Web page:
Displacing the Displaced
On a rainy morning a week before Thanksgiving, with a cold front moving in, dozens of homeless people who stayed in an encampment located across from the Watergate building and around the corner from the Kennedy Center, were panicked and confused. This was not due to the imminent freezing temperatures, but because Mayor Muriel Bowser had instructed the police, public works and her human services agencies to displace all of them and their belongings from the small and supportive community they had formed over the past several months on that site.
This was just the tip of the iceberg; the mayor has resolved to shut down every encampment in D.C., just as hypothermia season is beginning. However, despite her pledge to end chronic homelessness in D.C. in the next few years, Bowser has not committed to making sure each of the residents of these encampments has somewhere safe to go upon their forced displacement from the only viable place they have found to stay in the city.
Many people who stay outside, in encampments or other locations, do so because they are either unable or afraid to sleep in emergency shelters. They often can’t access shelter because D.C. shelters don’t allow couples or people with pets, or the shelters are full to capacity, which was the case almost every night in for the past few months in the women’s shelters in D.C.
But many of them are also too afraid to stay in the city-run shelters because they are chaotic, crime-ridden and often dangerous. The vast majority of those who are staying in these encampments tell horror stories about their experiences in emergency shelter and far prefer the sense of peace, safety and community they have found in encampments like the one described above.
The mayor has tried to ensure that some of the people in the Watergate encampment will be placed in housing, but this is not the case for everyone staying there – or for those in the other encampments Bowser has pledged to shut down. Some aren’t ready to go into housing yet because they need some time to trust the person offering the housing. Some haven’t been offered anything except a bed in one of the shelters that caused them to flee to the streets in the first place. If they won’t or can’t go into shelter, these people will remain on the street. But once the encampments are dismantled, they will not only be without their lifesaving tent, blankets and other personal possessions to protect them from the freezing temperatures; they will be without the supportive community they’ve built.
Some former encampment residents might also be staying on the street with a new barrier to housing in their pocket – a criminal record. D.C. regulations forbid people from setting up a “camp or temporary place of abode” without the permission of the mayor, which she clearly is withholding. The offense is punishable by a fine, but if, as often happens, the person can’t afford to pay the fine, a bench warrant can be issued, and the homeless person will be arrested. The mayor has tried, so far unsuccessfully, to enlist Maryland Police Department officers to ticket everyone at these encampments for violating the temporary abode regulation, and she is using this threat to coerce people into leaving the sites “voluntarily”.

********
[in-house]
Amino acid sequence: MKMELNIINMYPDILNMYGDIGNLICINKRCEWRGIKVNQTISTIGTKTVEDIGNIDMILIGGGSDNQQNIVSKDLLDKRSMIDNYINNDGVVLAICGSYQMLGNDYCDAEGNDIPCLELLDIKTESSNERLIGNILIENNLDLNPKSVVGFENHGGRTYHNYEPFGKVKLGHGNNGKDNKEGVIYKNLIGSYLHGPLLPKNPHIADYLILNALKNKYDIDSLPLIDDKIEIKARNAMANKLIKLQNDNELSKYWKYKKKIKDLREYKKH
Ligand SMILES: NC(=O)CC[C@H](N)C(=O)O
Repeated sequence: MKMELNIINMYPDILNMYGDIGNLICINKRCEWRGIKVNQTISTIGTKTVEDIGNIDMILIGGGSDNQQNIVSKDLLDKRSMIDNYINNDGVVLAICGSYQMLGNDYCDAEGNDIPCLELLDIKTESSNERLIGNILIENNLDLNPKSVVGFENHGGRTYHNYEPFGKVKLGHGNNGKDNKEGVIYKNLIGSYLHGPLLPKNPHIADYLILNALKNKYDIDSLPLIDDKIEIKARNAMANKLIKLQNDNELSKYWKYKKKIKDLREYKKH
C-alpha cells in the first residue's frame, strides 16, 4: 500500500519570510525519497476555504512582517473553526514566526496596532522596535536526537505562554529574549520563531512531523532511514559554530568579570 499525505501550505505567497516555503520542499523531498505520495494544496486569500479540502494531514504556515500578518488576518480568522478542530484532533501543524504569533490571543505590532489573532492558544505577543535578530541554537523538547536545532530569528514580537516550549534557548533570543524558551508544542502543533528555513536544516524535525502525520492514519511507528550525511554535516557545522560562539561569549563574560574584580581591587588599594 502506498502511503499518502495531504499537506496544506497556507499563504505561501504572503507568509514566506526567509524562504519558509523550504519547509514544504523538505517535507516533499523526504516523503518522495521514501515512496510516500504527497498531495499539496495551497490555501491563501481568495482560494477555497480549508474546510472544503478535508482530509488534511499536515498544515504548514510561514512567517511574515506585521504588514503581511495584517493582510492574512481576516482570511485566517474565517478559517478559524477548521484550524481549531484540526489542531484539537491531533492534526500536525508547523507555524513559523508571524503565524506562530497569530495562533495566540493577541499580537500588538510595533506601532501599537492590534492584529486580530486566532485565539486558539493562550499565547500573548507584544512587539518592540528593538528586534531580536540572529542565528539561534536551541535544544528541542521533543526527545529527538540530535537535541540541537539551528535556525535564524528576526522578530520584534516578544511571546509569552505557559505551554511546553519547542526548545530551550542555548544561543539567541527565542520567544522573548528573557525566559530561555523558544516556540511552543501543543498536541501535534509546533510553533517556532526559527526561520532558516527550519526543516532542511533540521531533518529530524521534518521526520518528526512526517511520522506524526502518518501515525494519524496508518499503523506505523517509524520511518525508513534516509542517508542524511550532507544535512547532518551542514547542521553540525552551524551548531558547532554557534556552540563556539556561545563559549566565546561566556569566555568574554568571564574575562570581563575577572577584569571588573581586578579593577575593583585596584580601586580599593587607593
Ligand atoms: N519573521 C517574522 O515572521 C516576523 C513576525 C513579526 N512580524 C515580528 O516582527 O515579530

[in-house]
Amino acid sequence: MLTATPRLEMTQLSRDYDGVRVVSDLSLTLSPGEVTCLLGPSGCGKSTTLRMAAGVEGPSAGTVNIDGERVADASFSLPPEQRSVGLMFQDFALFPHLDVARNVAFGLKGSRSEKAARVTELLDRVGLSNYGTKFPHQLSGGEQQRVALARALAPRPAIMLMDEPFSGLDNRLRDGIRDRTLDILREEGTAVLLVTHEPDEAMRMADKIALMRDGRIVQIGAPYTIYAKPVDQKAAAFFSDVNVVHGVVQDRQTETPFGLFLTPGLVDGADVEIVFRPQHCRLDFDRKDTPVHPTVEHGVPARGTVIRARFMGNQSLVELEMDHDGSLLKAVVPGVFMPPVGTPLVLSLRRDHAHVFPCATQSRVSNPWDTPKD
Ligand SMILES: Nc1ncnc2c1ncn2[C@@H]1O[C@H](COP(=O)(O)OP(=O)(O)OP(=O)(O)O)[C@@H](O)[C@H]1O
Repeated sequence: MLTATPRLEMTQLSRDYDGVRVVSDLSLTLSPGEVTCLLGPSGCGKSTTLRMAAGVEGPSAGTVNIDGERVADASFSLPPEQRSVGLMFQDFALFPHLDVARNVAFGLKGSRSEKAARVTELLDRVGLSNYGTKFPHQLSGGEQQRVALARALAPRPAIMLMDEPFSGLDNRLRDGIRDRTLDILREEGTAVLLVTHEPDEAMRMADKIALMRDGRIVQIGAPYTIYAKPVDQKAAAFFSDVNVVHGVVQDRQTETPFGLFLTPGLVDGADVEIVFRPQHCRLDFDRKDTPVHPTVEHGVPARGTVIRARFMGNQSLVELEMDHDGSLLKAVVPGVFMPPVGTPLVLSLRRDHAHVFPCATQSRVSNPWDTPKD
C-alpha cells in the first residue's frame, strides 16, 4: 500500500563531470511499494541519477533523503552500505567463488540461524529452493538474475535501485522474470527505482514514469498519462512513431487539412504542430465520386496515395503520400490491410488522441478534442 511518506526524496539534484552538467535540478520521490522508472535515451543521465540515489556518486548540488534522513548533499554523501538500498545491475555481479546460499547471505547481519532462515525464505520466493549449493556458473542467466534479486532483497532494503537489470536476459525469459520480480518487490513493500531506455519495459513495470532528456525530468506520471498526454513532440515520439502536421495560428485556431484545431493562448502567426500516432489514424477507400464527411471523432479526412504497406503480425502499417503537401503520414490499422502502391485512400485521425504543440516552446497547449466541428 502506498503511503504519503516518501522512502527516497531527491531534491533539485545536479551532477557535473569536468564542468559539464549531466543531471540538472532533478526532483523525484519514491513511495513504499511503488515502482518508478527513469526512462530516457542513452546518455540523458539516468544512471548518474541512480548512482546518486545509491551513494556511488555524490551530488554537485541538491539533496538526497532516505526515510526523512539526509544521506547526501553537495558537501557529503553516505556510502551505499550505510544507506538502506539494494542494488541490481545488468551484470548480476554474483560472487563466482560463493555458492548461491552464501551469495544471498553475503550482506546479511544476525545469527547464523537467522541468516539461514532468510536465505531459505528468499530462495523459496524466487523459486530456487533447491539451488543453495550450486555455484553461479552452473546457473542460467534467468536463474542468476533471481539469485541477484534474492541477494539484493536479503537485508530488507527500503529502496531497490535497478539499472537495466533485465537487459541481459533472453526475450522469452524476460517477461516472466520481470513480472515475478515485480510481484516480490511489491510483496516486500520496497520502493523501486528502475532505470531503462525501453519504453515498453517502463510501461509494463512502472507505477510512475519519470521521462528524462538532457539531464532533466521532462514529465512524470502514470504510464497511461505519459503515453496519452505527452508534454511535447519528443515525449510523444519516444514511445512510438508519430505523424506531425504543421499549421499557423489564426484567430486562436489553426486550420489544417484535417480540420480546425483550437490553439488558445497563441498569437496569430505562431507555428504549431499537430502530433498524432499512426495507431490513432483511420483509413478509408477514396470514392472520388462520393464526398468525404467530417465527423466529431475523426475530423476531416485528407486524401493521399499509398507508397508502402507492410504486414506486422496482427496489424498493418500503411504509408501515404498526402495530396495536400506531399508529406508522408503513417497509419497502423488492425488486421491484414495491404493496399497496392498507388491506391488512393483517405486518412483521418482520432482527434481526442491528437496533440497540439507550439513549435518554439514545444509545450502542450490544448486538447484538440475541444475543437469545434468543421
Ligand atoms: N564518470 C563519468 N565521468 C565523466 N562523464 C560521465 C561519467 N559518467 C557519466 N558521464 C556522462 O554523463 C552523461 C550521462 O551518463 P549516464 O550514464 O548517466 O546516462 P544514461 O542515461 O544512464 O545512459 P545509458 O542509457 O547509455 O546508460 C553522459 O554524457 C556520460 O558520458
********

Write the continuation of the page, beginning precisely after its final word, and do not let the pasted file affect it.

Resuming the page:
The federal government has recently come out strongly against cities reacting to encampments in this punitive and inhumane way. The U.S. Interagency Council on Homelessness, in its recent report “Ending Homelessness for People Living in Encampments,” expressly cautions that “forced dispersal of people from encampment settings is not an appropriate solution or strategy” and strongly recommends intensive outreach, along with low barrier pathways to permanent housing (not shelter).
The U.S. Justice Department recently submitted a statement of interest on behalf of people experiencing homelessness in Boise, Idaho, who were convicted of violating an anti-camping ordinance, stating, “Criminally prosecuting those individuals for something as innocent as sleeping, when they have no safe, legal place to go, violates their constitutional rights … [and is] poor public policy. Needlessly pushing homeless individuals into the criminal justice system does nothing to break the cycle of poverty or prevent homelessness in the future … and it can have long-lasting and devastating effects on individuals’ lives.”
And the U.S. Department of Housing and Urban Development has made anti-criminalization efforts a factor in its process for awarding homeless prevention grants this year. D.C. may also face legal liability due to the proximity of the action to hypothermic weather and the lack of assurances that each person will have a safe place to go.
When no less than the nation’s top prosecutors and other federal agencies are arguing against criminalizing sleeping in public, it would be wise for the District to sit up and take notice. If Bowser truly wants her legacy to include ending chronic homelessness, then forcing people to leave the only safe place they’ve found to stay without offering them housing options, and destroying all of their belongings in the process, is not the way to go about it. We strongly recommend that the mayor place a moratorium on the razing of homeless encampments until each homeless resident is assessed for and offered appropriate housing or shelter in which they are willing to reside. To that end, the mayor must ensure that the conditions and safety of emergency shelters are improved significantly so that the street is never a safer option than a D.C. funded and operated homeless shelter.
Ann Marie Staudenmaier is a staff attorney at the Washington Legal Clinic.